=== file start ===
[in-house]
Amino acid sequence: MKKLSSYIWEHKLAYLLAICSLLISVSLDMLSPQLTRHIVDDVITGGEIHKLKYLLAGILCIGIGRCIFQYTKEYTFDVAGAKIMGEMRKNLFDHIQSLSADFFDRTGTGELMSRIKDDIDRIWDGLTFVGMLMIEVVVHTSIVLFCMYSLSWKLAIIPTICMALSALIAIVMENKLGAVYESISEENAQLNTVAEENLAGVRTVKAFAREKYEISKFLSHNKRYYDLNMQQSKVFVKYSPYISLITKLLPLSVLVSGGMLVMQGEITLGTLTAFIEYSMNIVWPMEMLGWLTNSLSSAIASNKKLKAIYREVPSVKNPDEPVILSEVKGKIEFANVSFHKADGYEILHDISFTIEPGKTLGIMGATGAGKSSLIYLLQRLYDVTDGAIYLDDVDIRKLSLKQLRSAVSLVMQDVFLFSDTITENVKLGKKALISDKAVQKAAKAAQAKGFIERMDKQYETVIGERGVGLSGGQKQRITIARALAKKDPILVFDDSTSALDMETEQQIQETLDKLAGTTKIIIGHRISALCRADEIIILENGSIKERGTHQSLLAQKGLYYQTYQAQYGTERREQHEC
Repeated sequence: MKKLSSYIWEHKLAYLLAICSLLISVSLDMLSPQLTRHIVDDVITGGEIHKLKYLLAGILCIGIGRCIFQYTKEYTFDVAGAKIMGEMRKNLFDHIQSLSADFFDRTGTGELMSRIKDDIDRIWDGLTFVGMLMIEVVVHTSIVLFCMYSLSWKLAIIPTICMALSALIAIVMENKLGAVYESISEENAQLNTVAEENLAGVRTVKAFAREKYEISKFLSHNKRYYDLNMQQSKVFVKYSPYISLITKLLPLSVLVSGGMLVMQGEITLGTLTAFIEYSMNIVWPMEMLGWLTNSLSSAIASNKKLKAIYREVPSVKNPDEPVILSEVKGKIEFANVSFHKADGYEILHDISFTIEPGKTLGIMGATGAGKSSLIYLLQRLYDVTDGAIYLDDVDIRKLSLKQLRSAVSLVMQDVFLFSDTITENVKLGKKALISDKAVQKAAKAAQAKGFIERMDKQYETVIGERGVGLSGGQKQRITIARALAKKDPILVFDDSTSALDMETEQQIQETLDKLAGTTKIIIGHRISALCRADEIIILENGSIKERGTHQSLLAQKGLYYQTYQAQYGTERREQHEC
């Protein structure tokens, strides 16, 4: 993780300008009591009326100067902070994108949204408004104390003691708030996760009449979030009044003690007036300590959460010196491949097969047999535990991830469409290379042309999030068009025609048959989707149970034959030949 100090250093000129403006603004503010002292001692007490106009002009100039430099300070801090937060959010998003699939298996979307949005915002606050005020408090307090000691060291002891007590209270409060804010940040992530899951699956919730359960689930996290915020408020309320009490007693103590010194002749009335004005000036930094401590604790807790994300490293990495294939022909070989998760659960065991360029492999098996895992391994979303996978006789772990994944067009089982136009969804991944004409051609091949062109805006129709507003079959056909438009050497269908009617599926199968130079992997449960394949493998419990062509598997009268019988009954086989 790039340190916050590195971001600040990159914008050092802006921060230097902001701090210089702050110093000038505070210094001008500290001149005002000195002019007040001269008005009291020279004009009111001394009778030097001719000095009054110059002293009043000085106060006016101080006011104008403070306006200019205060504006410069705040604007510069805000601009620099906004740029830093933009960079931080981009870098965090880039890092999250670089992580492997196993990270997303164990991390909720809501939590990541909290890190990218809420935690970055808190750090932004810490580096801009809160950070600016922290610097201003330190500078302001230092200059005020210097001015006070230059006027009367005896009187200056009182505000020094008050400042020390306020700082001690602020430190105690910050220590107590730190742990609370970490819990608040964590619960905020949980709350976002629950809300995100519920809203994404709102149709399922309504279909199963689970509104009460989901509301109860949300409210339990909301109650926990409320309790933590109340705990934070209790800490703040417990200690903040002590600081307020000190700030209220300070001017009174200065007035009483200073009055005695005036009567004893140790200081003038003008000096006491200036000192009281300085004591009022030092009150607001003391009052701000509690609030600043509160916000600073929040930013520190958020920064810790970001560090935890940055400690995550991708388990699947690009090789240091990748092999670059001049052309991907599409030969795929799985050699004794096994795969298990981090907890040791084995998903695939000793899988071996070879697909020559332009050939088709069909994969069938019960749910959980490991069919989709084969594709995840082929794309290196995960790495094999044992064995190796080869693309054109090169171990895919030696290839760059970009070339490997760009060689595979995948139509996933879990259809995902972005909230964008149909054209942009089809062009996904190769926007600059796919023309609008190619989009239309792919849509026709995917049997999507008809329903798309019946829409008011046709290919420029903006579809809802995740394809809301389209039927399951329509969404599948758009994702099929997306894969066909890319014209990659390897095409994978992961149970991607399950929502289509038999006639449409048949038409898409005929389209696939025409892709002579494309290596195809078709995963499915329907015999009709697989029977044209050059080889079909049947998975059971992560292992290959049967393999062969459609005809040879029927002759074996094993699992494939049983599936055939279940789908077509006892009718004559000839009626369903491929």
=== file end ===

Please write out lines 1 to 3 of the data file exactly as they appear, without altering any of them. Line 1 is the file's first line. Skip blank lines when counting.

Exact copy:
[in-house]
Amino acid sequence: MKKLSSYIWEHKLAYLLAICSLLISVSLDMLSPQLTRHIVDDVITGGEIHKLKYLLAGILCIGIGRCIFQYTKEYTFDVAGAKIMGEMRKNLFDHIQSLSADFFDRTGTGELMSRIKDDIDRIWDGLTFVGMLMIEVVVHTSIVLFCMYSLSWKLAIIPTICMALSALIAIVMENKLGAVYESISEENAQLNTVAEENLAGVRTVKAFAREKYEISKFLSHNKRYYDLNMQQSKVFVKYSPYISLITKLLPLSVLVSGGMLVMQGEITLGTLTAFIEYSMNIVWPMEMLGWLTNSLSSAIASNKKLKAIYREVPSVKNPDEPVILSEVKGKIEFANVSFHKADGYEILHDISFTIEPGKTLGIMGATGAGKSSLIYLLQRLYDVTDGAIYLDDVDIRKLSLKQLRSAVSLVMQDVFLFSDTITENVKLGKKALISDKAVQKAAKAAQAKGFIERMDKQYETVIGERGVGLSGGQKQRITIARALAKKDPILVFDDSTSALDMETEQQIQETLDKLAGTTKIIIGHRISALCRADEIIILENGSIKERGTHQSLLAQKGLYYQTYQAQYGTERREQHEC
Repeated sequence: MKKLSSYIWEHKLAYLLAICSLLISVSLDMLSPQLTRHIVDDVITGGEIHKLKYLLAGILCIGIGRCIFQYTKEYTFDVAGAKIMGEMRKNLFDHIQSLSADFFDRTGTGELMSRIKDDIDRIWDGLTFVGMLMIEVVVHTSIVLFCMYSLSWKLAIIPTICMALSALIAIVMENKLGAVYESISEENAQLNTVAEENLAGVRTVKAFAREKYEISKFLSHNKRYYDLNMQQSKVFVKYSPYISLITKLLPLSVLVSGGMLVMQGEITLGTLTAFIEYSMNIVWPMEMLGWLTNSLSSAIASNKKLKAIYREVPSVKNPDEPVILSEVKGKIEFANVSFHKADGYEILHDISFTIEPGKTLGIMGATGAGKSSLIYLLQRLYDVTDGAIYLDDVDIRKLSLKQLRSAVSLVMQDVFLFSDTITENVKLGKKALISDKAVQKAAKAAQAKGFIERMDKQYETVIGERGVGLSGGQKQRITIARALAKKDPILVFDDSTSALDMETEQQIQETLDKLAGTTKIIIGHRISALCRADEIIILENGSIKERGTHQSLLAQKGLYYQTYQAQYGTERREQHEC